Bear with me, this is my first tutorial ever! It's probably too much information but better safe than sorry
Last summer I underwent major surgery on my torso which resulted in a prolonged period of the inability to lift my arms. This, combined with the warm weather, made wardrobe prep very important! I was told I needed button-down shirts or things I didn't need to lift my arms up to put on. Alas, I found availability in stores for anything remotely cute and season concious lacking..
This led me to create a simple design which converted second hand men's button-down dress shirts into cute tanktops that could be worn in more than one way. I kept it simple in the hopes that someone going through any type of surgery on their torso or mid-section who knew sewing basics would be able to use this tutorial to create their own version
Or someone who wants to make something sustainable and girly! This is the final result:
ON TO THE TUTORIAL! (*jumps around with excitement* lol)
I started with a men's short sleeve button-down shirt. You should get a shirt that is substantially larger than what you would normally wear in order to compensate for bandages you might have and also you don't want it to be tight. Normally I could wear a small or medium but for the purposes of this project, I got X-Large or Large if they looked big enough. Also, make sure you get a shirt with snaps instead of buttons if you can. You don't want to have to exert yourself trying to button up things manually.
Turn the shirt inside out and cut off the sleeves leaving the seam allowance on the piece you are cutting off. Once you do this, cut off the collar as well. Don't throw this stuff out! You'll need it for later
Now that you have a raw edge around the arm hole, you need to finish it so it doesn't come apart while you are you working on the rest of the shirt. In order to do this, I created a rolled hem. I measured 3/8 inch from the raw edge of the arm hole and then folded it over itself again at 3/8 inch, pinning as I went. If you find this difficult, you can do the first fold and pin it as you go and then iron it to create a crease which will make things easier when you fold it again. Once you have the rolled hem on the arm holes, you need to sew everything down. With my sewing machine I stitched 1/4 inch from the edge on both sides.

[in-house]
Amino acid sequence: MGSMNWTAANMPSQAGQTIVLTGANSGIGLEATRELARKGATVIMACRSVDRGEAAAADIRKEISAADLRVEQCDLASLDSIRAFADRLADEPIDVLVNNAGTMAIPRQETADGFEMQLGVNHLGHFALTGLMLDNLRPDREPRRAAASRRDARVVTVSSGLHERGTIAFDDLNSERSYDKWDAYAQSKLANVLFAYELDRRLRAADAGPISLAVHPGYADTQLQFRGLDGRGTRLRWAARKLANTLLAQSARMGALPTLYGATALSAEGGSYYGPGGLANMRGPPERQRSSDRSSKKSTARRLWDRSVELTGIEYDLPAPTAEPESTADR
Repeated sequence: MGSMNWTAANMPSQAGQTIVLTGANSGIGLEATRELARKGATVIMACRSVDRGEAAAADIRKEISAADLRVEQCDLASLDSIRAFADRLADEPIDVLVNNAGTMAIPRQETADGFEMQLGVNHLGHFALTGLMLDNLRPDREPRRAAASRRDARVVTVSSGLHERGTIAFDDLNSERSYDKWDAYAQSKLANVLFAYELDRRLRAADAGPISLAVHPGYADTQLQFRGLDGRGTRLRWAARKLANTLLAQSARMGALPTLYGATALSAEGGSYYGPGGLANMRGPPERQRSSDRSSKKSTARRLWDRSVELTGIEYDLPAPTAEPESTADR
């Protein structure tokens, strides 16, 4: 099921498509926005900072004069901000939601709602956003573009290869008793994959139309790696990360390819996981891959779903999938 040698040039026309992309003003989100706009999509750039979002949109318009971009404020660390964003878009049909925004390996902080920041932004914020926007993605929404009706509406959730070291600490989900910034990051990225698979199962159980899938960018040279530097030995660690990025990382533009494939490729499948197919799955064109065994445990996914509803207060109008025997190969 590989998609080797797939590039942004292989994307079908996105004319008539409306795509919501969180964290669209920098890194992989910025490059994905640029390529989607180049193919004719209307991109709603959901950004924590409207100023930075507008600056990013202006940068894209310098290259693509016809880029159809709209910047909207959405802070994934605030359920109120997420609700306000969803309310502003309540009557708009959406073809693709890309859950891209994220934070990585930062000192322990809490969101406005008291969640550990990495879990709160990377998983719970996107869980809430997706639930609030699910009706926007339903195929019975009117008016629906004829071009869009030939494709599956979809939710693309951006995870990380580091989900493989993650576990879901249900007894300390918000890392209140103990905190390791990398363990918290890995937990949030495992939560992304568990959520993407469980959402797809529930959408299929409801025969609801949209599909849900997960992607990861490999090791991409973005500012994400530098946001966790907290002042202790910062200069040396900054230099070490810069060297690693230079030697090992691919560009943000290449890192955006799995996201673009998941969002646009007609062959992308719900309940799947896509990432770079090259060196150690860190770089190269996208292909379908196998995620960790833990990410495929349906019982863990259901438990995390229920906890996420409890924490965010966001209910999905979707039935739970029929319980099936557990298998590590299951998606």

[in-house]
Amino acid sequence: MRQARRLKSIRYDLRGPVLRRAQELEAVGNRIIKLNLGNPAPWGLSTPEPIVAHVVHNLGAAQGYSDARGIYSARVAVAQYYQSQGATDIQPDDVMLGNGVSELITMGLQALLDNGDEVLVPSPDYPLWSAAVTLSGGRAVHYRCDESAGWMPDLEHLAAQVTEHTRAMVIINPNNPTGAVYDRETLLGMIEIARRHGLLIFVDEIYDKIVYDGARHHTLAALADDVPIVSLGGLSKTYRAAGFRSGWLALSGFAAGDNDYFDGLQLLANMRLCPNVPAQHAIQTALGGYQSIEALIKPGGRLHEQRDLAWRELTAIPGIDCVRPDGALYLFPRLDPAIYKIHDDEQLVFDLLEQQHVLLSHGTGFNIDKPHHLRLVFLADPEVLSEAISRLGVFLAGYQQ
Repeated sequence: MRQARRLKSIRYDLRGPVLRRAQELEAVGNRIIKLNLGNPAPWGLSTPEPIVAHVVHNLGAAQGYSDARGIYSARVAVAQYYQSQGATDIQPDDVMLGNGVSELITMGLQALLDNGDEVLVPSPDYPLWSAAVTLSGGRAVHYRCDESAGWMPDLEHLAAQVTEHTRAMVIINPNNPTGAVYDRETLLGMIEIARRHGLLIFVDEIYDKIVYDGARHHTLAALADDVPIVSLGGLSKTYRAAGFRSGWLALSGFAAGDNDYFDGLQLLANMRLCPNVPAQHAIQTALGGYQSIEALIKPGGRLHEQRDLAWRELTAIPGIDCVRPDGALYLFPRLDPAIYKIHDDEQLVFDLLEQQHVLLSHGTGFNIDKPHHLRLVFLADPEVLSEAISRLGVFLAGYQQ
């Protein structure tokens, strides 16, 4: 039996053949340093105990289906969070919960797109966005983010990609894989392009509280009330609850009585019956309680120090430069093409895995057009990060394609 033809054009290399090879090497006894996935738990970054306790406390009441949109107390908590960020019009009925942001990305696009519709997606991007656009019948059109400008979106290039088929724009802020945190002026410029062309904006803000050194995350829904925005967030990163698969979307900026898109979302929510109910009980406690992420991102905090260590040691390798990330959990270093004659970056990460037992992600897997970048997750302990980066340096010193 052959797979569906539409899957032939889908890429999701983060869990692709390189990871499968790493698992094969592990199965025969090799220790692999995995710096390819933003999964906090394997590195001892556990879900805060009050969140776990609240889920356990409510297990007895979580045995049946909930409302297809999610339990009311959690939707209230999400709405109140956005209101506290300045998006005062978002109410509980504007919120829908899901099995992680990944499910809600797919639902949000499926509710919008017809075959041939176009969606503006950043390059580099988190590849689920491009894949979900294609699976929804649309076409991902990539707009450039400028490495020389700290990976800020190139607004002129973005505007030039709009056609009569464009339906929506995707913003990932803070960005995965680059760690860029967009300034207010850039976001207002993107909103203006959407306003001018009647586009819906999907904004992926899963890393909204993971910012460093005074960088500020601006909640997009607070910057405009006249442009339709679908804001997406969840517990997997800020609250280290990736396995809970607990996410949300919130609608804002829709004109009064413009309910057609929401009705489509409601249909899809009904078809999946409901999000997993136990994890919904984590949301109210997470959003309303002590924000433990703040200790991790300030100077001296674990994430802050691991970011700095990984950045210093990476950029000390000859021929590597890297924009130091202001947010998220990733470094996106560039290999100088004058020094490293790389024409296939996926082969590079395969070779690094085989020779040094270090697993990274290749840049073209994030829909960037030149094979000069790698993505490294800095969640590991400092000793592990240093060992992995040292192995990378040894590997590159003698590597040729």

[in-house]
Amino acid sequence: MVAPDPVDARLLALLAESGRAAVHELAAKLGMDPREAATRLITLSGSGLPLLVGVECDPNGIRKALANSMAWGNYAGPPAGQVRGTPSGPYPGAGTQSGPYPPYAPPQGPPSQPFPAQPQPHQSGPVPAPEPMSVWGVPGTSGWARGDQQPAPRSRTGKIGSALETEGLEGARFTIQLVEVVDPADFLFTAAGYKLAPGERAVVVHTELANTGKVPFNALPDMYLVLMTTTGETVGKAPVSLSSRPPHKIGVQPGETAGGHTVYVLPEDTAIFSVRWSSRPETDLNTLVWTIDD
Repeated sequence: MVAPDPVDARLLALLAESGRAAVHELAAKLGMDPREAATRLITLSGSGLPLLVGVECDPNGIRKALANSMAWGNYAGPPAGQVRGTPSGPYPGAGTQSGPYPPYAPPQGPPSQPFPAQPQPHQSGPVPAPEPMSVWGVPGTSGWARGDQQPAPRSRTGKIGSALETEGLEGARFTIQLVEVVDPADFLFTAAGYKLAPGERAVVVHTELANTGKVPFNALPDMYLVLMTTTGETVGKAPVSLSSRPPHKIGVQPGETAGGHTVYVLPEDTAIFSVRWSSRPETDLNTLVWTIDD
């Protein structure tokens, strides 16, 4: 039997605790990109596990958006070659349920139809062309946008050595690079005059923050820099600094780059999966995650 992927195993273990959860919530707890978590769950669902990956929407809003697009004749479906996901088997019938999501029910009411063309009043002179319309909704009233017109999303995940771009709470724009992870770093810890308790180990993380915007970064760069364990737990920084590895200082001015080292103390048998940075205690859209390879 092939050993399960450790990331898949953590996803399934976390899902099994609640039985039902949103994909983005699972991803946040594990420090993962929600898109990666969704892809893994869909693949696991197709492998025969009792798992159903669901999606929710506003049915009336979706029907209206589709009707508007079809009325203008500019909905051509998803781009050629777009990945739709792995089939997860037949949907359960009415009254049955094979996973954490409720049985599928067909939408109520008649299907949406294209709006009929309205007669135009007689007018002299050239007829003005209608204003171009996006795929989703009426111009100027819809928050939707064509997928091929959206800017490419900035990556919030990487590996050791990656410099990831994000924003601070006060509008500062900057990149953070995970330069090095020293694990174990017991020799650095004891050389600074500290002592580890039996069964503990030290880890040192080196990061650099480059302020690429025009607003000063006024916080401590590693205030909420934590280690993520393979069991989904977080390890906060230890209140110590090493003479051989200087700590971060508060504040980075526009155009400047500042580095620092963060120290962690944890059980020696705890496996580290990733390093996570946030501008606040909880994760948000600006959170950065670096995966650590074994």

Turn the shirt inside out (with the snaps done all the way up) and lay it out on a flat surface you can cut on. In order to create a straight upper edge, cut horizontally through the front and back just enough to bypass the neck curves.
After that, you need to decide wide you want the drawstring casing (casing is a fabric tunnel that you can feed elastic or a drawstring through to pull or draw up fabric with) along the front and back neckline.
I wanted my drawstring to be 3/8 inch wide so I gave myself a good amount of room and decided on 5/8 inch width for the casing. For this you also need to make a rolled hem by folding the front and back edges. You can make the first fold a little less than 5/8 inch if you feel confident or are worried about the length. After folding it over itself again at 5/8 inch, pin and sew it down. You want to sew it from the inside so you can make it as close as possible to the inside edge and give yourself enough space to feed the drawstring through.
The shirt is almost ready! Now you just need to make the drawstring. This is a sustainable design using the scraps to create a drawstring but if you want to make things easier for yourself you can use a ribbon, shoelace, or some other store bought drawstring notion and it will also work
Remember the sleeves and collar that you saved? Pull that stuff out now. First cut off any edges that contain the seam allowance. It is too bulky to use for the drawstring and will be a huge pain in the butt to use. You can discard those or use them for another project. Now that you have some pieces of fabric you can start cutting it into strips that will be sewn together to create the drawstring. The more you have, the better because along with the neckline drawstring, there is also one that goes around the waist! I cut my strips 1.5 inches wide then sewed the ends together to make a continuous strip.
Now you should have a pretty darn long fabric chain! Before going further, I folded the ends of my fabric so that they looked pretty and finished but this isn't a big deal if you are getting tired of all the sewing. It will just keep the ends inside and stop them from fraying!
Next iron it in half width-wise from the outside. This will give you a guide when you are folding the raw edges in so they are hidden inside when you finish. Fold each raw edge to the fold line and then fold it again along the ironed crease you made. This will create a type of double rolled hem that is a bit thicker and also has no raw edges. Pin it like this and then stitch twice, once to close the drawstring so as close as you are comfortable to the open edge side and then a second stitch line down the other side. This will keep your drawstring flat and the top-stitching just looks nice
The last step is optional. If you know how to make a button hole (it's pretty easy on most new machines as they have an automatic button holer) you can create one to feed the drawstring through. Where you put it is up to you, I put mine a little higher than my waist so that I wouldn't be pulling down on my bandages if it was tighter. I sewed the button hole through the front and back as close to the side seam as possible. This way you can have the drawstring entirely outside of the shirt.
And that's the end! You can tie the shirt in a bunch of different ways, my favorite is to have the drawstring tied entirely across the back, it makes a gathered kind of ruffle in the back and keeps the front a bit more fitted